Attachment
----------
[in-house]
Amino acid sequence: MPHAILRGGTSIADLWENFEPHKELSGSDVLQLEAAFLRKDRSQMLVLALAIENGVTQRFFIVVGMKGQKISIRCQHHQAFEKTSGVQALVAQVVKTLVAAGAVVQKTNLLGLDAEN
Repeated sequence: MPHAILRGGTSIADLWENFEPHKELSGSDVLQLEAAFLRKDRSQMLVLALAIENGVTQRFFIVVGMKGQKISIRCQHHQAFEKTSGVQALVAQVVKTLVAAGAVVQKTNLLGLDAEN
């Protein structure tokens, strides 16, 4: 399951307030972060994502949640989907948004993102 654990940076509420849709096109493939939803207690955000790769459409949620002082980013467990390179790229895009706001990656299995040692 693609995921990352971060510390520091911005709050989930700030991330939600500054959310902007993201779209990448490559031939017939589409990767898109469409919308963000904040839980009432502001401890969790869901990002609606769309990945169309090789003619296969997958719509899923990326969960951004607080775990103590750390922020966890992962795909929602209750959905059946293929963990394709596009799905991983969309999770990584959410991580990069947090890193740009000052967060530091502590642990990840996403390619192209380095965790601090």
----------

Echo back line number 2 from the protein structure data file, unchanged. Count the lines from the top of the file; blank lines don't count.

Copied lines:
Amino acid sequence: MPHAILRGGTSIADLWENFEPHKELSGSDVLQLEAAFLRKDRSQMLVLALAIENGVTQRFFIVVGMKGQKISIRCQHHQAFEKTSGVQALVAQVVKTLVAAGAVVQKTNLLGLDAEN